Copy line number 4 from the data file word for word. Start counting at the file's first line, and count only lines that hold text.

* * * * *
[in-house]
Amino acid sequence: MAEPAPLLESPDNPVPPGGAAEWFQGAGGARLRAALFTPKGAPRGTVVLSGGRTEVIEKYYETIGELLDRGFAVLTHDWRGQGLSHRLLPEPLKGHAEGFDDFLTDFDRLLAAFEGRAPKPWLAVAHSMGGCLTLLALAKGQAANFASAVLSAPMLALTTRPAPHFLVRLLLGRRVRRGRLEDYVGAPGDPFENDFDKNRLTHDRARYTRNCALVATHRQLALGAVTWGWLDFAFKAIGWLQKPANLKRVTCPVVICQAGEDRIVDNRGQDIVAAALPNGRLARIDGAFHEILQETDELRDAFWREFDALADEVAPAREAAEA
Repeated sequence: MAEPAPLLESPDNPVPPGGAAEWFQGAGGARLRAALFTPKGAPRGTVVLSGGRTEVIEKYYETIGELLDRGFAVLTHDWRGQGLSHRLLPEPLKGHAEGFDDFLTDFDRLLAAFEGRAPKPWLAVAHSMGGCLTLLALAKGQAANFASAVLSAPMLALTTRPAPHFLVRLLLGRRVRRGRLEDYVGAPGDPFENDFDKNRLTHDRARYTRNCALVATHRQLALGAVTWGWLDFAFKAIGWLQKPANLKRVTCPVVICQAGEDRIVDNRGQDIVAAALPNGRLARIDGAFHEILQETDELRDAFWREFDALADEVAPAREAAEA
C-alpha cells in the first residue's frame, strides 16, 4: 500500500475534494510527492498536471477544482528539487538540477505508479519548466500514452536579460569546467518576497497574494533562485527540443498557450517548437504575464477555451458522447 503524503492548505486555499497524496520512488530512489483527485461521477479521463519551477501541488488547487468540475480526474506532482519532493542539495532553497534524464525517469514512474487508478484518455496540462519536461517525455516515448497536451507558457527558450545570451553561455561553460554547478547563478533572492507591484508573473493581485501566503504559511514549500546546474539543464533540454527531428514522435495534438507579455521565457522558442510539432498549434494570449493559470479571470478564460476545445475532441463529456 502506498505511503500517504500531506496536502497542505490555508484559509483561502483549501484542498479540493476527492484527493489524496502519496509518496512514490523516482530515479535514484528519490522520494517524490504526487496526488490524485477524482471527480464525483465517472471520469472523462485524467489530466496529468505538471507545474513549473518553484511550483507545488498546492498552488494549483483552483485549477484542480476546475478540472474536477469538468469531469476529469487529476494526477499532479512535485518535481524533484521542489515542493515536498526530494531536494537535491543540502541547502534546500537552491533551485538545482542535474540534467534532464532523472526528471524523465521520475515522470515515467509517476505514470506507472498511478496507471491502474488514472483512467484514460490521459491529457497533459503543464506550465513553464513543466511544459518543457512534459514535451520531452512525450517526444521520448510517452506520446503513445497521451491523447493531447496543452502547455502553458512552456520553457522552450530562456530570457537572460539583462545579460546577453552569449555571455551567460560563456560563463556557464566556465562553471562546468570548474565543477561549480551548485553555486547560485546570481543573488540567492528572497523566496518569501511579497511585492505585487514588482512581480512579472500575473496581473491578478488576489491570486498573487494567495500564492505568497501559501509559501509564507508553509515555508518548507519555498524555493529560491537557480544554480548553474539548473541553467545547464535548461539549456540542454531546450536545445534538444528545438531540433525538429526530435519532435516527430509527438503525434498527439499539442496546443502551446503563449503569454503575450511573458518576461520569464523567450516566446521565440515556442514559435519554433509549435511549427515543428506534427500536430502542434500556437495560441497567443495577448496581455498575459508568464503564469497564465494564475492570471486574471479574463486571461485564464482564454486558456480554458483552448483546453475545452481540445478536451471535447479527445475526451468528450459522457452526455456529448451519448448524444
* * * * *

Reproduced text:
C-alpha cells in the first residue's frame, strides 16, 4: 500500500475534494510527492498536471477544482528539487538540477505508479519548466500514452536579460569546467518576497497574494533562485527540443498557450517548437504575464477555451458522447 503524503492548505486555499497524496520512488530512489483527485461521477479521463519551477501541488488547487468540475480526474506532482519532493542539495532553497534524464525517469514512474487508478484518455496540462519536461517525455516515448497536451507558457527558450545570451553561455561553460554547478547563478533572492507591484508573473493581485501566503504559511514549500546546474539543464533540454527531428514522435495534438507579455521565457522558442510539432498549434494570449493559470479571470478564460476545445475532441463529456 502506498505511503500517504500531506496536502497542505490555508484559509483561502483549501484542498479540493476527492484527493489524496502519496509518496512514490523516482530515479535514484528519490522520494517524490504526487496526488490524485477524482471527480464525483465517472471520469472523462485524467489530466496529468505538471507545474513549473518553484511550483507545488498546492498552488494549483483552483485549477484542480476546475478540472474536477469538468469531469476529469487529476494526477499532479512535485518535481524533484521542489515542493515536498526530494531536494537535491543540502541547502534546500537552491533551485538545482542535474540534467534532464532523472526528471524523465521520475515522470515515467509517476505514470506507472498511478496507471491502474488514472483512467484514460490521459491529457497533459503543464506550465513553464513543466511544459518543457512534459514535451520531452512525450517526444521520448510517452506520446503513445497521451491523447493531447496543452502547455502553458512552456520553457522552450530562456530570457537572460539583462545579460546577453552569449555571455551567460560563456560563463556557464566556465562553471562546468570548474565543477561549480551548485553555486547560485546570481543573488540567492528572497523566496518569501511579497511585492505585487514588482512581480512579472500575473496581473491578478488576489491570486498573487494567495500564492505568497501559501509559501509564507508553509515555508518548507519555498524555493529560491537557480544554480548553474539548473541553467545547464535548461539549456540542454531546450536545445534538444528545438531540433525538429526530435519532435516527430509527438503525434498527439499539442496546443502551446503563449503569454503575450511573458518576461520569464523567450516566446521565440515556442514559435519554433509549435511549427515543428506534427500536430502542434500556437495560441497567443495577448496581455498575459508568464503564469497564465494564475492570471486574471479574463486571461485564464482564454486558456480554458483552448483546453475545452481540445478536451471535447479527445475526451468528450459522457452526455456529448451519448448524444